We can be anything we want to be, but we can’t be anyone we want to be. You can be a scientist, a chef, a dancer, an entrepreneur, a writer, an artist, an astronaut, a president, but you have no choice but to be yourself.
Rather, you have no other wise choice than to be yourself. You can try to be someone you’re not – plenty of people try – but they all ultimately fail.
We all have a multitude of character and personality traits. Each trait we possess is possessed in a certain amount; the prominence of each trait varies from the next, just as the prominence of each trait varies from individual to individual.
The Big Five personality traits in psychology are openness, conscientiousness, extraversion, agreeableness and neuroticism. Of course, these are the most basic – each trait correlates to a cluster of related and more specific traits.
Every person possesses these traits to some degree and the traits fluctuate in intensity throughout our lifetimes. In other words, we do have some control over how intensely each trait manifests itself.
However, as just about everything in relation to psychology and consciousness, it’s much more complicated than that. To keep things simple, each trait has a natural or comfortable resting state.
The traits do have some elasticity, but as with all things, there are limits.
Pushing certain traits further than they are naturally inclined to be affects all the other traits – supplementing some and decreasing the prominence of others.
Pushing some traits too far, literally trying to be someone you’re not meant to be, is one of the worst things you could possibly do.
You will almost certainly fail.
Pushing yourself to be someone you’re not set up to be is not easy. Sometimes in life, we find ourselves in situations that require us to adapt, to be someone we aren’t.
At times of crises, we find sufficient reason and motivation to turn ourselves into the people necessary to get the job done. But this sort of transformation is usually unsustainable. Being someone you aren’t meant to be may be possible, but opportunities for failure are endless.
If you do succeed, you certainly won’t be happy.
Because we have somewhat natural levels of each individual personality trait, pushing any one trait outside of its limits is uncomfortable.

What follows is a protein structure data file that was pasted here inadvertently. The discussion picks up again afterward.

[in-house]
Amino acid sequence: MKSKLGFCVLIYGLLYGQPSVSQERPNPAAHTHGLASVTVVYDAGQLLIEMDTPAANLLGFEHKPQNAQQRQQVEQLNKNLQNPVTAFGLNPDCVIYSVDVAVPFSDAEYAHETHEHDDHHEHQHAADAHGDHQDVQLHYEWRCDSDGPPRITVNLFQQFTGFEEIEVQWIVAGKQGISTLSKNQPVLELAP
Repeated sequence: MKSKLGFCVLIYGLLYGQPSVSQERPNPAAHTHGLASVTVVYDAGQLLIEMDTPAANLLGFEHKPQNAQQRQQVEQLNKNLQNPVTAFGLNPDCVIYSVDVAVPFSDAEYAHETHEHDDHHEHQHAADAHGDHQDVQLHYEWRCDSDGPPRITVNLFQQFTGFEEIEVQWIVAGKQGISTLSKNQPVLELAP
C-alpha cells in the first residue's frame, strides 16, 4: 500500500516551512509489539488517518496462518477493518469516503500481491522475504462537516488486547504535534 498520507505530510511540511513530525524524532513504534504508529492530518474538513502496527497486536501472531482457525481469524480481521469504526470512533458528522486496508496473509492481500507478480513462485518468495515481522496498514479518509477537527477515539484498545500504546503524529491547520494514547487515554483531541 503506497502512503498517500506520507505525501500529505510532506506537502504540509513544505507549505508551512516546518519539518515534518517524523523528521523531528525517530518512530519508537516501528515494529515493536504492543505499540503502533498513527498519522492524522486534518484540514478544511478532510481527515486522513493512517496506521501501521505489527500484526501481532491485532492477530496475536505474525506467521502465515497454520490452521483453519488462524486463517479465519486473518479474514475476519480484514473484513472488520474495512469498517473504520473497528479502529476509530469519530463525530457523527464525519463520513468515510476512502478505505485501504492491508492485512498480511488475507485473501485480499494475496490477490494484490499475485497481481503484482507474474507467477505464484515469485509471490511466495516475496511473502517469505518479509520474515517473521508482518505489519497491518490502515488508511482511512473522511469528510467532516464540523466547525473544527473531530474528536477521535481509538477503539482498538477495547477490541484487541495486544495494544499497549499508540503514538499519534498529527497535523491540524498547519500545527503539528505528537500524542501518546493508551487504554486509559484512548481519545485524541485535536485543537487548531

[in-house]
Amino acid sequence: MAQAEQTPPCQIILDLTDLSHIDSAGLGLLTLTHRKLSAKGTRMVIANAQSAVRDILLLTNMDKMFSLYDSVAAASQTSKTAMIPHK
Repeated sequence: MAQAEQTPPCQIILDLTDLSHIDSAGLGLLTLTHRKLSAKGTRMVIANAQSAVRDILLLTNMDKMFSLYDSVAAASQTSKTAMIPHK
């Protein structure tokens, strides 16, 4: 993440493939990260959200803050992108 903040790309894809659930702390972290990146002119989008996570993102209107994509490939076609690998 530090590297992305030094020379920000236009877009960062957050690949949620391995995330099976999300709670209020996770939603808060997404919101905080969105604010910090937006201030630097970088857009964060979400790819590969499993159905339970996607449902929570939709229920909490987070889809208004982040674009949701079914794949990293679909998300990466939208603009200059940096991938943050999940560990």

We are creating tension by pushing ourselves to think in ways we don’t usually think, to act in ways we don’t usually act, and to do things we don’t usually do.
This may all be fine, as long as you stay active and too busy to slow down… but as soon as you do, your world can come crashing down on top of you.
Continuing to pretend you are someone you’re really not will eventually make you crash and burn.
You may be able to push yourself to the limits and do so for years, decades even. Nevertheless, one day – even if it’s your last day – you will come to realize that you have wasted too much time being a person you simply aren’t.
Experiencing such a huge loss of time can push you over the edge.
To make things worse, before you crash and burn, you will likely push yourself further and further in the wrong direction – guaranteeing maximum misery before you fall apart.
It’s sort of like drinking or doing drugs – the more you consume, the worse you feel... the worse you feel, the more you consume. And then one day you take a look at yourself and feel sick to the stomach.
The longer and further you managed to push yourself, the more painful the fall back onto reality.
By the time you accept defeat, you would have caused immense damage – to your mind, your body, your relationships and your whole life.
Such immense changes in personality traits usually occur in a person’s 20s or 30s, when the mind is most prone to change. This means that the life we created before this changing point is one that we weren’t happy with, or couldn’t appreciate.
When we change our traits, we do so because we want to change our lives. Sometimes by wanting to create change so badly, we end up losing all the great things about the life we once had.
You are you and only you; you may wish you were someone else, but you aren’t and will never be.
The person you are at this very moment has been built over years and years of learning and interpretation. Your experiences have hardcoded you with certain behavioral traits as well as a particular line of thinking.
All of this is arguably mutable, but whether people alone are capable of entirely rewriting their personalities themselves is almost certainly impossible. You are you. Accept it.
Pretending to be someone you’re not for long enough will cause you to lose the person you really are, or that you once were.
You may have never been entirely certain of who that person was or is, but now you have pushed yourself so far in the wrong direction that the person may be lost forever.
Not everything is undoable. Not everything can be fixed or mended. Some things, once broken, will remain broken forever.
Photo Courtesy: We Heart It